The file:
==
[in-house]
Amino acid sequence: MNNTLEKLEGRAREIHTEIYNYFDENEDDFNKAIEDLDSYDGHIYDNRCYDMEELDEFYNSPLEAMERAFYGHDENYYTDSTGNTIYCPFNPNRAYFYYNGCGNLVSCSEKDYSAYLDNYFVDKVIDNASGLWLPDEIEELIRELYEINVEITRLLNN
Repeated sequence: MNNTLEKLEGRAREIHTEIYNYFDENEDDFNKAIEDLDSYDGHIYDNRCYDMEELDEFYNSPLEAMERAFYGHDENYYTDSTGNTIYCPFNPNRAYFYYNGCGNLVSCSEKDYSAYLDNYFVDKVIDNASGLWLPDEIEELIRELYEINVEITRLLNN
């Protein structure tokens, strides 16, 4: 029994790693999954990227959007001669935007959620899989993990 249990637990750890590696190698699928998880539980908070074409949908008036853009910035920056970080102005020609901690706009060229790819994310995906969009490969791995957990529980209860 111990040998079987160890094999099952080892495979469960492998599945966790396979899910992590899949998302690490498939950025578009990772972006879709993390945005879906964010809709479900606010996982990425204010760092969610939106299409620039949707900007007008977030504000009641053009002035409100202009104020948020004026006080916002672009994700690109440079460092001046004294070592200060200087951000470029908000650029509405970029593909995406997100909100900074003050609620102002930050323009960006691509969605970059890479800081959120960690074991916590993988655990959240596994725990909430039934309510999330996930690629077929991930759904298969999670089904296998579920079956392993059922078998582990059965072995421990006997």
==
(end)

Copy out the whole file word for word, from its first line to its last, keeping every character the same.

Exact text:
[in-house]
Amino acid sequence: MNNTLEKLEGRAREIHTEIYNYFDENEDDFNKAIEDLDSYDGHIYDNRCYDMEELDEFYNSPLEAMERAFYGHDENYYTDSTGNTIYCPFNPNRAYFYYNGCGNLVSCSEKDYSAYLDNYFVDKVIDNASGLWLPDEIEELIRELYEINVEITRLLNN
Repeated sequence: MNNTLEKLEGRAREIHTEIYNYFDENEDDFNKAIEDLDSYDGHIYDNRCYDMEELDEFYNSPLEAMERAFYGHDENYYTDSTGNTIYCPFNPNRAYFYYNGCGNLVSCSEKDYSAYLDNYFVDKVIDNASGLWLPDEIEELIRELYEINVEITRLLNN
């Protein structure tokens, strides 16, 4: 029994790693999954990227959007001669935007959620899989993990 249990637990750890590696190698699928998880539980908070074409949908008036853009910035920056970080102005020609901690706009060229790819994310995906969009490969791995957990529980209860 111990040998079987160890094999099952080892495979469960492998599945966790396979899910992590899949998302690490498939950025578009990772972006879709993390945005879906964010809709479900606010996982990425204010760092969610939106299409620039949707900007007008977030504000009641053009002035409100202009104020948020004026006080916002672009994700690109440079460092001046004294070592200060200087951000470029908000650029509405970029593909995406997100909100900074003050609620102002930050323009960006691509969605970059890479800081959120960690074991916590993988655990959240596994725990909430039934309510999330996930690629077929991930759904298969999670089904296998579920079956392993059922078998582990059965072995421990006997």